Rejection and Success

Posted: April 2, 2012 in Uncategorized

Rejection, we’ve all been through it, we all hate it. It never feels good.  But lets face it, there are some forms worse than others.  Over the past ten years, I have felt some of the worst ever.  The ultimate worst of which was when I arrived at my college graduation back in 2007.  I had done my checklist the previous week and had been told my my advisor that I’d done everything I needed to do.

Well I show up on the day of commencement with my whole family, friends and my cap and gown.  They go take their seats and I go to the staging area.  They passed out the seat assignments, but I found that I wasn’t on it anywhere.  After some checking I found the registrar.  He checked the computer and due to a clerical error they had in their records I’d graduated the previous year.  He went on to tell me I wasn’t supposed to be there.  I instantly became sick to my stomach.  After arguing with him for awhile he went and spoke to my advisor and came back to tell me that there was an error, so they didn’t have my diploma, and I wasn’t listed in the graduation program, but if I wanted they could “stick me on the end” and let me walk that way.  

To me that was bullshit.  I’d worked my tail off for years and spent around $40,000 to earn my degree.  I deserved and earned all the benefits that go with graduation, not being “stuck on the end” and being treated as if they were doing me some favor. At that point, I felt like I was going to throw up, or cry, or punch someone, or all three.  So I got up and left, throwing out my cap and gown on the way.

I don’t recall ever being so angry in my life.  I drove around for hours, just beside myself.  During the next few weeks, I’d called the school and complained to the dean, the president and anyone else who would listen.  All they did was minimized it and blew it off as “oh, the registrars are under a lot of stress, so these things can happen.”  Well the thing is, that was a special day.  It was a day I had worked hard for years to reach.  It was a day I was to celebrate my hard work and a crowning achievement in my life.  Instead it was taken away.  Not just taken, but ripped away.  No amount of apologizing from the school, no words, letters or emails of remorse could ever fix it.  That day was ruined and gone forever.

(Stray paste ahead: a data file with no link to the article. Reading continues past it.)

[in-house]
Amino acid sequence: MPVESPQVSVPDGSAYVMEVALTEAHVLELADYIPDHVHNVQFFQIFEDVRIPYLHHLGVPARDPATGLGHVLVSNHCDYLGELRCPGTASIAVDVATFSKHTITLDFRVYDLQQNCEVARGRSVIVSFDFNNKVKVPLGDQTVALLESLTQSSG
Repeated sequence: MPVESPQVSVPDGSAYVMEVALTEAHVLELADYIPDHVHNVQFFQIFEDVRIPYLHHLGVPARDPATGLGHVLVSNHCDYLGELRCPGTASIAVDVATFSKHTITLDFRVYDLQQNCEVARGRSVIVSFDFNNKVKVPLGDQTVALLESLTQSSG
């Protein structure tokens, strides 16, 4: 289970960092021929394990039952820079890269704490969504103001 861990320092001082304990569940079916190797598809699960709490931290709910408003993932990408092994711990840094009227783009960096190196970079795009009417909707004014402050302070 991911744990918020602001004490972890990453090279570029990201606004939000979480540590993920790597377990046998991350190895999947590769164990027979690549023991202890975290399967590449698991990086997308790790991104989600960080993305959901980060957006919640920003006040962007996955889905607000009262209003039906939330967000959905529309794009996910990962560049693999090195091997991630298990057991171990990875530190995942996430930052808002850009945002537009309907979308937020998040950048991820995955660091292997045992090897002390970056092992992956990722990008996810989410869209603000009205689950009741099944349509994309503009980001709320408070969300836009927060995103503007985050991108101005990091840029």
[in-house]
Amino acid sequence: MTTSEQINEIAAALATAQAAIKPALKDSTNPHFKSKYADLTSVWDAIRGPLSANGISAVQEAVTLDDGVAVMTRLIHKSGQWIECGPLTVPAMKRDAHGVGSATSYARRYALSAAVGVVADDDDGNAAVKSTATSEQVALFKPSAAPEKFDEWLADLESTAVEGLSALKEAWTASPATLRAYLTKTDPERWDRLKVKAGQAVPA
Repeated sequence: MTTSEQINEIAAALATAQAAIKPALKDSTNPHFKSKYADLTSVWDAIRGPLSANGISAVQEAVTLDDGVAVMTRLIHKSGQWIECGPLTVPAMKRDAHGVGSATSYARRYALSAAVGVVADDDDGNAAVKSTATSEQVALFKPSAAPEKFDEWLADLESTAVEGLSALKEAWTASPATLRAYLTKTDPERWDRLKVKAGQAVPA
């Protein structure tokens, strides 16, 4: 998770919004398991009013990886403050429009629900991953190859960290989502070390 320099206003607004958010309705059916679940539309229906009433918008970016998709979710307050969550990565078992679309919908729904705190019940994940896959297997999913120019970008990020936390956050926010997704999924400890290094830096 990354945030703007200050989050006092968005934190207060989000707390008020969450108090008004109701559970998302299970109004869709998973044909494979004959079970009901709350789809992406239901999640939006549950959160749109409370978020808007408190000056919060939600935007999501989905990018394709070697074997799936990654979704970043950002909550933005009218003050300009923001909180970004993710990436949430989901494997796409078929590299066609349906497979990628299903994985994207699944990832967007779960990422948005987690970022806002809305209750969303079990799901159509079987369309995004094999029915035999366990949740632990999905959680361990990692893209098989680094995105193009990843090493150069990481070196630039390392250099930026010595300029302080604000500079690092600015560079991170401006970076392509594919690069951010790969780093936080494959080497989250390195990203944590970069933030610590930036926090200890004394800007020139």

Now, I consider this a rejection for a few reasons.  One big one being that if I had been the Dean’s kid, or if my dad had been a big donor to the school, I’m willing to bet that A.) The registrar would have been told to go and shit out a diploma and new program for me or B.) someone would have been fired.  I’m not naive, I’ve been around enough to see how the world works.  

Over the past few years since then I’d suffered rejections on smaller levels.  A few months ago, my fiance and I were kicked out of a night club after being invited to a party there.  Turned out the person who invited us wasn’t the one actually throwing the party and so we were not expected by the organizers.  Instead of just explaining to us the mix up, they ran and got security who rudely ran us out.  That’s probably the second most humiliating thing in my life.

While I try to let these things go, it is hard.  So instead I try to channel it into a few ways.  First way is by writing horror, I kill people off in a variety of horrible and gruesome ways in my stories.  This is actually quite therapeutic.  Feels good making my character do something I could never do in real life, and letting him get away with it.  Second is motivation.  These people who did these things to me did so simply because they could.  I was no one of any importance or financial gain to them.  So kicking me to the curb would result in no consequence to them, just some inconvenience.